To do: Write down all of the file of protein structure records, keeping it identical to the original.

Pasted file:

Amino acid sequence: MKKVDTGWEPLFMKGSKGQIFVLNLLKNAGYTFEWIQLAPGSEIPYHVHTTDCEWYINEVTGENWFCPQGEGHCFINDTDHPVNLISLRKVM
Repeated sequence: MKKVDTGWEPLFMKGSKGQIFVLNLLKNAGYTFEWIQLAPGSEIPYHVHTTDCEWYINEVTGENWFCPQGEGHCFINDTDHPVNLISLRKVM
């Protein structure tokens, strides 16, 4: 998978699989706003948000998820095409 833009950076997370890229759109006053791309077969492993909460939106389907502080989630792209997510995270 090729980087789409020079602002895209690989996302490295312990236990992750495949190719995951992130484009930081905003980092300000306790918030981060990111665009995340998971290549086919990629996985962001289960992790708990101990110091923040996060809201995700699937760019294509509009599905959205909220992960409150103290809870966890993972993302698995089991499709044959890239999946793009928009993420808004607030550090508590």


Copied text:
Amino acid sequence: MKKVDTGWEPLFMKGSKGQIFVLNLLKNAGYTFEWIQLAPGSEIPYHVHTTDCEWYINEVTGENWFCPQGEGHCFINDTDHPVNLISLRKVM
Repeated sequence: MKKVDTGWEPLFMKGSKGQIFVLNLLKNAGYTFEWIQLAPGSEIPYHVHTTDCEWYINEVTGENWFCPQGEGHCFINDTDHPVNLISLRKVM
């Protein structure tokens, strides 16, 4: 998978699989706003948000998820095409 833009950076997370890229759109006053791309077969492993909460939106389907502080989630792209997510995270 090729980087789409020079602002895209690989996302490295312990236990992750495949190719995951992130484009930081905003980092300000306790918030981060990111665009995340998971290549086919990629996985962001289960992790708990101990110091923040996060809201995700699937760019294509509009599905959205909220992960409150103290809870966890993972993302698995089991499709044959890239999946793009928009993420808004607030550090508590």